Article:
Sell your Business
There are a number of factors to consider when selling your business, one of the most important things is figuring out for how much would you like to sell your business for.
Selling your business can be challenging, so it is very important to do it right. Listed below are some recommended steps to help you through the process.
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If you’re thinking of selling just because of financial problems or because it is hard for you to comply with government regulations, you should also consider getting professional help or advice that might just help your business to become a success.
You should also consider how selling your business will affect your personal and financial circumstances.
2. Deciding whether to hire brokers or professionals
It is a good idea to consider asking a reputable business broker or other professionals to help you in selling your business, because they can save you from all the processes that can be time consuming and complicated.
Business brokers are professionals who specialise in buying and selling businesses. They can help you understand legal and government requirements and make the process of selling your business easier and less stressful. Some services that are provided by these brokers may also not be as expensive as you think.
Since you will probably need to provide your broker or another professional with a whole lot of information they need about your business, it is very important make sure that you have checked all the credentials of these brokers or professionals to ensure that they’re highly reputable before using their services.
3. Determining the value of your business
Valuing your business is about figuring out how much your business is really worth so you can set the right price when you decide to sell it.
This may include assessing the value of your assets, estimating future profits and working out how much the goodwill that you have established is worth.
4. Finding buyers for your business
Here are some methods on how you can advertise the sale of your business to potential buyers:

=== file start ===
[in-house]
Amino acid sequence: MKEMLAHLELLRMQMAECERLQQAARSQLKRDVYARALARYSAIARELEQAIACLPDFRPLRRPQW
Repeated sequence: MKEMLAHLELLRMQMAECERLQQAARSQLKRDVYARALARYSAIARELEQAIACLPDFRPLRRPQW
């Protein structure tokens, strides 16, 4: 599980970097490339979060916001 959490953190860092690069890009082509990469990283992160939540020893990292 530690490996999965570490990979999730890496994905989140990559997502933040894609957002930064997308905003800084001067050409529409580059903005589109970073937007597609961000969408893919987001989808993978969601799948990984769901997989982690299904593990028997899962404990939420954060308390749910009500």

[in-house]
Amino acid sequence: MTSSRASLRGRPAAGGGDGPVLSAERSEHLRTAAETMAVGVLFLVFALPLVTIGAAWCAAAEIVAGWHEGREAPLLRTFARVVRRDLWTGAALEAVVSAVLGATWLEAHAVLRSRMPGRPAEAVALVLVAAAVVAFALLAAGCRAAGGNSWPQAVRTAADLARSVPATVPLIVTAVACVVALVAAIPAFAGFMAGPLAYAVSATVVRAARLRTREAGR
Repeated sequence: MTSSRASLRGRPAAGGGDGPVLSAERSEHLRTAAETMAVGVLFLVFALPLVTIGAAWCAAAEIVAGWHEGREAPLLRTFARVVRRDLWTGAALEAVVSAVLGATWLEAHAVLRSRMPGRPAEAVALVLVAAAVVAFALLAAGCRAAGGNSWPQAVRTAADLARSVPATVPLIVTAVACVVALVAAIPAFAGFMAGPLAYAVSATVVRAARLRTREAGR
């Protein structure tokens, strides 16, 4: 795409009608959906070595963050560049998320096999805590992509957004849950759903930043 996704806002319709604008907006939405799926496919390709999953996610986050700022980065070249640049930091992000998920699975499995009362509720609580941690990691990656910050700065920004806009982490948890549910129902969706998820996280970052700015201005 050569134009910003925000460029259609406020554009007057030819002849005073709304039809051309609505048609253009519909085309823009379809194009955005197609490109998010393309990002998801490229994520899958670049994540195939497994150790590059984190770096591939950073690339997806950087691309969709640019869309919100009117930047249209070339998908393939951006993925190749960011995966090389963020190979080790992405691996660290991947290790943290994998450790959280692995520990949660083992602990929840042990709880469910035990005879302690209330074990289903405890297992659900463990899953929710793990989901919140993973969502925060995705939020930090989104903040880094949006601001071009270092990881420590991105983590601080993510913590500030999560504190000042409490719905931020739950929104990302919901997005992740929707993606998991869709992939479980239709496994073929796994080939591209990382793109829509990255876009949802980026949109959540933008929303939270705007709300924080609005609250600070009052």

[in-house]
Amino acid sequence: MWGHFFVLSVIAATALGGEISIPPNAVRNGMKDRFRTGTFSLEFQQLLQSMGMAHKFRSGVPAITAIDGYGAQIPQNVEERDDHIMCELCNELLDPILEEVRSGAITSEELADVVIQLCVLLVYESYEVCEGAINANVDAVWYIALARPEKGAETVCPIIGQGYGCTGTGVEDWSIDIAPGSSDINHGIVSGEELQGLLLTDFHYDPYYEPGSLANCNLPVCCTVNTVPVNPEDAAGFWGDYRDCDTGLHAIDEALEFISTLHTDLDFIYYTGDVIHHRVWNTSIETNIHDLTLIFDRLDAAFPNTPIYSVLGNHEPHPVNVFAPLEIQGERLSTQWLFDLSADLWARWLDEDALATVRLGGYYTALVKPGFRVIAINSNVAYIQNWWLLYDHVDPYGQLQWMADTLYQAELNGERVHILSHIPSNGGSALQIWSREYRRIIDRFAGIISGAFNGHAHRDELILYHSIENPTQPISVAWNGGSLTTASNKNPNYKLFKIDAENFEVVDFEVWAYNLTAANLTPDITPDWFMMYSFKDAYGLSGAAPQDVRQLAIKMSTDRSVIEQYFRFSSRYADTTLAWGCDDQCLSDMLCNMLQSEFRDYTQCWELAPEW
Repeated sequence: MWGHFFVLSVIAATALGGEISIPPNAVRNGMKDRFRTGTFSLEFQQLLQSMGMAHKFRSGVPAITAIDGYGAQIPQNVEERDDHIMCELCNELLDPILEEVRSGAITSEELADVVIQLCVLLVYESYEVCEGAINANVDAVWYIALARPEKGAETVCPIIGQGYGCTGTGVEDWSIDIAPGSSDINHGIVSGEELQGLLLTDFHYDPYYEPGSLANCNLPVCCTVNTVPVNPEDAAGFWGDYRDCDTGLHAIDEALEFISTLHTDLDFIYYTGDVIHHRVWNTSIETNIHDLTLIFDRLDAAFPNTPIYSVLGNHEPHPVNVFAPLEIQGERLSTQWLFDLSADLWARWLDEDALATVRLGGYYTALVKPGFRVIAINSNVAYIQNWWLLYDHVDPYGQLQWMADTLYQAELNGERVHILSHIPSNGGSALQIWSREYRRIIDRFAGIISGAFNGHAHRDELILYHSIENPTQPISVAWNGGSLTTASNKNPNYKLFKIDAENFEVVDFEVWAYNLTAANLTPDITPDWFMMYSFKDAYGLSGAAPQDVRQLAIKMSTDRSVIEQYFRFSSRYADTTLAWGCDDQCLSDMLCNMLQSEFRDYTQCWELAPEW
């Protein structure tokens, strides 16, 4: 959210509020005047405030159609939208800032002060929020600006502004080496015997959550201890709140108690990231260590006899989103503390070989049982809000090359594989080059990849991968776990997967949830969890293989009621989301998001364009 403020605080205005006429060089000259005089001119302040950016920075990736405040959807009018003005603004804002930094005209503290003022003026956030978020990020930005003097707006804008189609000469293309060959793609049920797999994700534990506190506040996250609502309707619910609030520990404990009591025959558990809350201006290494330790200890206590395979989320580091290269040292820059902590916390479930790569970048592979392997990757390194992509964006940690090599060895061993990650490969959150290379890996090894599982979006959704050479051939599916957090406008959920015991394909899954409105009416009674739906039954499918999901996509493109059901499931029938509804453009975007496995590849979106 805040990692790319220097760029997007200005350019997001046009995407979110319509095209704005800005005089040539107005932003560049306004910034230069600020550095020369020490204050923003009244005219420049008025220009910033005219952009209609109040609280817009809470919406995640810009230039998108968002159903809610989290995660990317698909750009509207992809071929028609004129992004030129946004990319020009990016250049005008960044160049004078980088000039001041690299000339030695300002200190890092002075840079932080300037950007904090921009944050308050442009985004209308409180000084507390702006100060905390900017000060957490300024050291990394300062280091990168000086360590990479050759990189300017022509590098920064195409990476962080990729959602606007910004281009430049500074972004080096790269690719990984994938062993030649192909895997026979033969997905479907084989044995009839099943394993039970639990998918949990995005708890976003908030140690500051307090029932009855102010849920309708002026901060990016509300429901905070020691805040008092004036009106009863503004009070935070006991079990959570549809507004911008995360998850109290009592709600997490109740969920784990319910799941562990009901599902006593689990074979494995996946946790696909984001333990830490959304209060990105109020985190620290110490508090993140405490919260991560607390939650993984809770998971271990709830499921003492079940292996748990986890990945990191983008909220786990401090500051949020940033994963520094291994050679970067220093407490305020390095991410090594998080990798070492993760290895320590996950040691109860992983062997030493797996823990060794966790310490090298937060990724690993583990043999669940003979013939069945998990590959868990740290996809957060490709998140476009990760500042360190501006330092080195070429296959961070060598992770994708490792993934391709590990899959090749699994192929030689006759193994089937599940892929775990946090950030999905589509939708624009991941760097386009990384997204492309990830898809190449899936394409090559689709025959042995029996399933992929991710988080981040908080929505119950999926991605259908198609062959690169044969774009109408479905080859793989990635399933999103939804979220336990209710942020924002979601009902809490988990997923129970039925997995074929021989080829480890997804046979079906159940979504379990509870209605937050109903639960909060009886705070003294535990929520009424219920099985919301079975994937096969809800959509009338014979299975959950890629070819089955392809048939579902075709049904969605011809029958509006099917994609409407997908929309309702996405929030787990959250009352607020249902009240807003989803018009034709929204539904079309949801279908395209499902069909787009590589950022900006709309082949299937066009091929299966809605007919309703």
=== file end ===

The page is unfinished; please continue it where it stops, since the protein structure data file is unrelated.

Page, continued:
- business brokers or real estate agents
- online advertising
- your existing networks (e.g. family, friends, or employees)
- advertising in the newspaper
- advertising in trade publications or using your industry contacts
- word of mouth
- notifying customers of your sale (as long as you’re confident it won’t harm your business if your customers know you’re looking to sell).
The way you advertise will depend on your business type, industry and contacts.
Check whether there are any requirements in your state or territory about what information you need to give potential buyers.
For example, if your business is in Victoria and is being sold for less than $350,000, you must provide a Vendor’s Statement (or Section 52 Statement) to all potential buyers. This statement gives recent financial information about the business and should be provided by your accountant.
5. Negotiating the sale
When negotiating the sale, make sure the information you are providing about your business is accurate and true. If you say anything or give information that is later found to be false, it may be considered misleading or a deceptive behaviour.
You’ll need to agree with the buyer on a range of things, including:
- the sale price
- the deposit amount (usually 10% of the sale price)
- the settlement period
- handover training (if any) for the buyer
- arrangements for existing staff.
You may need to compromise on some things to get the best outcome. For example, if you’re keen to settle quickly, you could encourage the buyer to agree to this by offering a lower sale price.
6. Prepare the contract